Fennel argues, by contrast to New Urbanism’s focus on material lay-outs, that the success of the new developments—and of any civic future of mutual care—also really depended on sympathetic relations and imaginations that would enabled mutual recognition and civic cooperation among a broader urban citizenry. On this account, while the old projects had in fact provided some basis for mutual concern and forms of sympathy—often through the physical experience of breakdowns and dilapidation—the very materiality and temporality of the housing reforms militated against the formation of such bonds of attachment and care, at least in ways that would have made the housing reforms a success on their own terms (whether or not they were ever intended to succeed is another question altogether). Fennell is careful to show that the kinds of sympathy and attachment formed by the old public housing projects were not simple responses to the physical environment, and therefore were not amenable to reform by demolition and renovation. Moreover, such “old” attachments remain active forces within the new housing, durable as habitus and expectation, and continue to be recalled and articulated by relocated public-housing tenants as they forge their own understandings of, and way of life within, the new developments.

These claims are not presented as straightforward contradictions to the notions of organization and formal order, and materiality, integral to the efforts at reform that she studies. Rather, Fennell pins her analysis to a “materialist concept of sympathy” (p. 12) that helps her track how common concerns are provoked by interactions with others, within different material contexts and amidst fluctuating flows of resources. She describes her work as an account of the “physics” of social provision, the ways in which persons and spaces, goods and money, and communities of neighbors and strangers are all mutually constitutive. Through the analysis that these concepts empower, Fennell shows that the success of the new projects depended upon sympathetic participation by and adoption of new forms of sociability among not only former residents of public housing but also other citizens of diverse classes and races. But this was a kind of material participation which became harder to secure in the aftermath of the 2008 housing market collapse, and which easily declined in one direction into defensive protection of property (new forms of property and market-value being the whole point of reforms), and in the other into an empty sentimentality as the last material reminders of public obligation were demolished.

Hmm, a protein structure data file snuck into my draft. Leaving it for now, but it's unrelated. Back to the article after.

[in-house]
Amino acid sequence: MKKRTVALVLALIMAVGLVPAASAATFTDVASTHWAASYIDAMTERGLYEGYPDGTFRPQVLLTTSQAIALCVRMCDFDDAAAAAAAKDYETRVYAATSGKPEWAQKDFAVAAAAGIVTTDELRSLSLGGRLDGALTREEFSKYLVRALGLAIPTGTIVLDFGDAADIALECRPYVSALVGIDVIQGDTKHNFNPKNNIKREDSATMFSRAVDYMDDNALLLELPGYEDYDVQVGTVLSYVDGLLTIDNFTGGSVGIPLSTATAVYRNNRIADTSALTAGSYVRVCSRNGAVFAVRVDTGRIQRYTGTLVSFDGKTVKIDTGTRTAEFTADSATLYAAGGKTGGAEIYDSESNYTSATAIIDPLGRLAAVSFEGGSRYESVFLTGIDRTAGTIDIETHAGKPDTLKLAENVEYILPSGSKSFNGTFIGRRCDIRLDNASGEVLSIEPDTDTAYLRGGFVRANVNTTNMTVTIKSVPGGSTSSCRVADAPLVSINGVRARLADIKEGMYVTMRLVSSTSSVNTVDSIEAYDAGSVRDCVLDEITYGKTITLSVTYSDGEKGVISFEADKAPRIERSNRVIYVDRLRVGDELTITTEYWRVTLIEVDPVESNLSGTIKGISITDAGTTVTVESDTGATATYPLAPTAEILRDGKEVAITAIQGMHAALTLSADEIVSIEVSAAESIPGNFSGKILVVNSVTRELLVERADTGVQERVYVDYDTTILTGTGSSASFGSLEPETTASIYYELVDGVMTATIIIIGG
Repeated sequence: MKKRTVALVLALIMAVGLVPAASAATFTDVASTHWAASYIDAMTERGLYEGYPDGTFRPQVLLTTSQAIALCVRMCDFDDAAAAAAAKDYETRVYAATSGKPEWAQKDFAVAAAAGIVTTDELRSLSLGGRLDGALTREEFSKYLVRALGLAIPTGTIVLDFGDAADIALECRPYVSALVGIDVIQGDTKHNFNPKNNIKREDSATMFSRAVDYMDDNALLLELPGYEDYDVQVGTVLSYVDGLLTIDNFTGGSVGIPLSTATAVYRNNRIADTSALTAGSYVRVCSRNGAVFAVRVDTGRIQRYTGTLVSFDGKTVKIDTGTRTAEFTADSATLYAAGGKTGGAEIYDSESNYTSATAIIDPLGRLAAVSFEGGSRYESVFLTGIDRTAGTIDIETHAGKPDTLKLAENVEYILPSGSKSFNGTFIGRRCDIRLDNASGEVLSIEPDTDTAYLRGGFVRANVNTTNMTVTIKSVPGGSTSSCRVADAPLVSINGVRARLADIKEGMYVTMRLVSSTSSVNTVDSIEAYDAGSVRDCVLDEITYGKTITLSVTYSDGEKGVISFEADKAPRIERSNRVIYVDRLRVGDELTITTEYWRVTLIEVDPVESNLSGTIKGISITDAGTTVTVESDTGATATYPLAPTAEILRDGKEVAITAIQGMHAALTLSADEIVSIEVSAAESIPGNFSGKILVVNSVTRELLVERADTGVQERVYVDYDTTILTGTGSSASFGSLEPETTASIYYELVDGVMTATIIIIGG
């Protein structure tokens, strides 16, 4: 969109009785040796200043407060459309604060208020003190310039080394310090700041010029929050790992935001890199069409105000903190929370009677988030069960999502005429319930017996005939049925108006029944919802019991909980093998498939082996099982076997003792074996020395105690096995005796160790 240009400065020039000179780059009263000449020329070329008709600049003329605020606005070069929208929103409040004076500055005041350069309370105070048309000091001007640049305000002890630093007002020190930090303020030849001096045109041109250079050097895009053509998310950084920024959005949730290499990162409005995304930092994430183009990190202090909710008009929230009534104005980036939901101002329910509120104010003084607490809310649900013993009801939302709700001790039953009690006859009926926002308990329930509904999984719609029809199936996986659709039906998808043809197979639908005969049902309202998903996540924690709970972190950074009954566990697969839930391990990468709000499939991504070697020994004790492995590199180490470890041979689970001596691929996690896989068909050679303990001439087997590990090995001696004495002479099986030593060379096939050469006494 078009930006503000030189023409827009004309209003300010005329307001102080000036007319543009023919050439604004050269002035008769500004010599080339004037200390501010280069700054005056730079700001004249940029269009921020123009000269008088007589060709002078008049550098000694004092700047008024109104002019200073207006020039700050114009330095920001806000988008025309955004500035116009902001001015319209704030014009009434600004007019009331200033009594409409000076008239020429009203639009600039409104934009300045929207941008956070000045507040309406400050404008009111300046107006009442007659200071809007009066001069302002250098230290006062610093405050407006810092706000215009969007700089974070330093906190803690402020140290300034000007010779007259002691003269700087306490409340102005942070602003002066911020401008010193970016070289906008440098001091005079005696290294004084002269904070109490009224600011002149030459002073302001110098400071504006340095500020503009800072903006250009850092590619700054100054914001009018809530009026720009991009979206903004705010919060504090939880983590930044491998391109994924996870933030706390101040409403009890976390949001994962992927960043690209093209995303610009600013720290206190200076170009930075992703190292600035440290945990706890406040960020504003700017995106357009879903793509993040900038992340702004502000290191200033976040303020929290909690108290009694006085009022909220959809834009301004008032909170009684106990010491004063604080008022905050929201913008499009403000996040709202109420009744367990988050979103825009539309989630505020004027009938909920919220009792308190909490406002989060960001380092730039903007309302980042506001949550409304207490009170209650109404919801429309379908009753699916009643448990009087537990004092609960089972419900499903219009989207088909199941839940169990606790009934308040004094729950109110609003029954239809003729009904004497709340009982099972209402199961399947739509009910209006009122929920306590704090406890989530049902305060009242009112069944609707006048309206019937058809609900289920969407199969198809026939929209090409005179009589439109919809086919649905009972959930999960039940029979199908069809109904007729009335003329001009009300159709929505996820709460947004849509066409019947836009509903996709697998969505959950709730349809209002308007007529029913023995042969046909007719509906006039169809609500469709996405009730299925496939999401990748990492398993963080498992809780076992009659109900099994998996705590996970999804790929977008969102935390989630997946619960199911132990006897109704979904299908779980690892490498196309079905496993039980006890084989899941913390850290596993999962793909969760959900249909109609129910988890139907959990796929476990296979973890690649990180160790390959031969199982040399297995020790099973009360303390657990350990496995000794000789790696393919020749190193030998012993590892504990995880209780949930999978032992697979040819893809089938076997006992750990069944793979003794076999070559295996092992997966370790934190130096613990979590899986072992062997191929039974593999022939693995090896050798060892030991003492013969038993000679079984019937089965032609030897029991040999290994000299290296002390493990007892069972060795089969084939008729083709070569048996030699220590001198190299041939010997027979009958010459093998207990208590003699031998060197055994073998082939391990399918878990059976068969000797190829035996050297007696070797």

In the last chapter of the book, Fennell takes up this problem of the varying material sources for and depth and durability of sympathetic attachments, to push the limits of her own sophisticated framing of her project as a materialist account. She turns her attention to plans for a national museum of public housing in Chicago (as yet unrealized), related to campaigns for the preservation of a 1930s public housing project named after the 19th century activist and reformer Jane Addams. It is a significant fact that the “last project standing” is in fact from the 1930s, an earlier moment of social welfare than that which, after civil rights, produced the mass housing of African Americans in urban projects. Places like the Jane Addams houses have a distinct history, as (temporary) pedagogical spaces for (white, ethnic) immigrants who would emerge to build industrial Chicago and settle its suburbs. The barely-preserved materiality of the Addams Houses thus offers a site of civic memory which is frankly exclusionary of the very denizens of public housing who actually need to be rehoused after reform and demolition. Fennell takes care to point out that the planned museum includes the history of black Chicago only as part of a generalized “cultural heritage” (p. 235), and that facts of structural exclusion from homeownership and racial discrimination were generally elided in this planned museum of a mostly demolished material project.

If earlier chapters of Fennell’s book examine truly material, even biological, experiences in public housing—risks to bodily health, dilapidation—that formed the biopolitical ground beneath the legal and political marginalization of black Chicagoans (and the basis for sympathetic attachments and mobilizations for reform), in the last chapter she examines how still-pressing material realities and sympathies now evanesce in a fog of sentiment, not least through museum-ification and social-science reconsiderations of the supposed problems and pathologies of public housing. Sympathy is no longer cultivated in shared experiences, or given purpose by the real stakes of living together in a city, but instead is provoked by imagistic reminders and decayed remainders of a misunderstood past. This leaves Fennell at best ambivalent about whether material sympathies can still forge more inclusive urban relations, and indicates some sort of lesson—not fully spelled out here—about the durability of race in America as the sharp edge where sympathetic relations, in their very materiality, are cut across by other powerful forces that hierarchically order both affective identifications with, and material investments in, black America.